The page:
MAT334--2020F > Test 1

2020S-TT1 Q1

(1/1)

**Milan Miladinovic**:

I'm having trouble understanding where the $-1+i$ term comes from in the following line:

$\dfrac{e^{3z} - e^{-3z}}{e^{3z} + e^{-3z}} = 1 + 2i \implies e^{6z} = -1 + i$.

I've tried the following:

$$\begin{align*}

\dfrac{e^{3z} - e^{-3z}}{e^{3z} + e^{-3z}} &= 1 + 2i\\

\dfrac{e^{6z} - 1}{e^{6z} + 1} &= 1 + 2i\\

e^{6z} - 1 &= (1 + 2i)(e^{6z} + 1)\\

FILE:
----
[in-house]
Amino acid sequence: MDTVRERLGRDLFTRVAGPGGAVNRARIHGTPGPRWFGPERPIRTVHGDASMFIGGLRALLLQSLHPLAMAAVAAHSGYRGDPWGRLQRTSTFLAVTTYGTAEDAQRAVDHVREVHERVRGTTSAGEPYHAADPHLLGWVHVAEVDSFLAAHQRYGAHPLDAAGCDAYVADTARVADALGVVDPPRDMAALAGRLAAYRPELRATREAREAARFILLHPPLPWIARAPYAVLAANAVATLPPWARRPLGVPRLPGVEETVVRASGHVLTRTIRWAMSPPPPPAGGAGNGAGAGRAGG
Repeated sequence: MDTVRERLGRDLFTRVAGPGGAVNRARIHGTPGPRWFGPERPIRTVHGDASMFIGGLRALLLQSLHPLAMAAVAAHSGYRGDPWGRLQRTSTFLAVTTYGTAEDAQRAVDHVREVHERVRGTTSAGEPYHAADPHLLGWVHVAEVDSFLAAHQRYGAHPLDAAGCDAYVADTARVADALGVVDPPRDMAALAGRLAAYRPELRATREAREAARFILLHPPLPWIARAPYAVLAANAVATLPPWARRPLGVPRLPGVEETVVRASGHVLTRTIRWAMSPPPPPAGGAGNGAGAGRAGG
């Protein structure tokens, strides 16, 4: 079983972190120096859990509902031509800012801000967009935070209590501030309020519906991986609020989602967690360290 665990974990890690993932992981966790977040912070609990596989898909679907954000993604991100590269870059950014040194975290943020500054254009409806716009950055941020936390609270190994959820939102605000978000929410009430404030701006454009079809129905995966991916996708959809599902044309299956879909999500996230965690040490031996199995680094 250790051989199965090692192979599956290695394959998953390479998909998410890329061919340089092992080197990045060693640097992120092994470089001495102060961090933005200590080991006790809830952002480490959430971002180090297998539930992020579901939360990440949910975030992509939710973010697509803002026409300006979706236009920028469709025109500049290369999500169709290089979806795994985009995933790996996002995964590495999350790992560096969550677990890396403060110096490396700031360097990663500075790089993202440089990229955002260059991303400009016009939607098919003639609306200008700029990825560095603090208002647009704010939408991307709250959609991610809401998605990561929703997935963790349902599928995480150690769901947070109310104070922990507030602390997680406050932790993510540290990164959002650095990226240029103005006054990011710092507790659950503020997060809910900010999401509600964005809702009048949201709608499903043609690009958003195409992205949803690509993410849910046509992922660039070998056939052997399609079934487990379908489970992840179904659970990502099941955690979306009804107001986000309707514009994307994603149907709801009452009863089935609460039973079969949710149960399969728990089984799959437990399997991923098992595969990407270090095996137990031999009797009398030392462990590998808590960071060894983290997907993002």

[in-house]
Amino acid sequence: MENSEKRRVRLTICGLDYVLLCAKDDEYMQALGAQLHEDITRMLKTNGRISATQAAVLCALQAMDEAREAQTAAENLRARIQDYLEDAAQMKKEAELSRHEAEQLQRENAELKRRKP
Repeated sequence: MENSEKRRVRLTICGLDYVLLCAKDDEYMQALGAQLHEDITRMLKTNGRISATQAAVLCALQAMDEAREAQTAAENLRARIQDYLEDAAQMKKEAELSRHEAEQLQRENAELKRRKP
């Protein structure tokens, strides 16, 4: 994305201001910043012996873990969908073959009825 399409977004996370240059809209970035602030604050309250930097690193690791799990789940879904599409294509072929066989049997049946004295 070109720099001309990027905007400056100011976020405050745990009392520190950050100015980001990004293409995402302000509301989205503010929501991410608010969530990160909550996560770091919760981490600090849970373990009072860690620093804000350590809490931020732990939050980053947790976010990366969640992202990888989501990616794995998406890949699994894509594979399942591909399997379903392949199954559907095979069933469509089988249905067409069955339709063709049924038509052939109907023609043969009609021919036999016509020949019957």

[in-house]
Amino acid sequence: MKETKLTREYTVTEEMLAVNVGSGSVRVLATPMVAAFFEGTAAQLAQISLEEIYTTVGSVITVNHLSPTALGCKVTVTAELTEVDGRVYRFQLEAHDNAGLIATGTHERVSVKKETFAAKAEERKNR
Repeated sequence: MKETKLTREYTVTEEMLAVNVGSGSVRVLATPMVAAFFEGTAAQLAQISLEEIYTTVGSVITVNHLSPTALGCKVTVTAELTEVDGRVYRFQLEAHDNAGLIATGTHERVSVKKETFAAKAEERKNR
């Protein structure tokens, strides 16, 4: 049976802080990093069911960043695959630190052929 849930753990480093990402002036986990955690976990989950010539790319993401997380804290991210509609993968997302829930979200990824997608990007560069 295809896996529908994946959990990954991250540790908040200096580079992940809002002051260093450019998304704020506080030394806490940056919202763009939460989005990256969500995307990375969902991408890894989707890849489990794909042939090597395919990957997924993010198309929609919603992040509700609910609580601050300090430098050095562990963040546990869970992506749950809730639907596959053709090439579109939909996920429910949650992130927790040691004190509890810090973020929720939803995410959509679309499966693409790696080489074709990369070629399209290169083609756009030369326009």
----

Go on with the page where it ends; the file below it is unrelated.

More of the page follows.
e^{6z} &= (1 + 2i)(e^{6z} + 1) + 1

\end{align*}$$

How do we get from $(1 + 2i)(e^{6z} + 1) + 1$ to $-1 + i$? Have I done something wrong somewhere in my calculation?

**Maria-Clara Eberlein**:

This is how I got the answer, hope this helps!

**Milan Miladinovic**:

Awesome, that makes sense! I was overthinking it

Navigation

[0] Message Index

Go to full version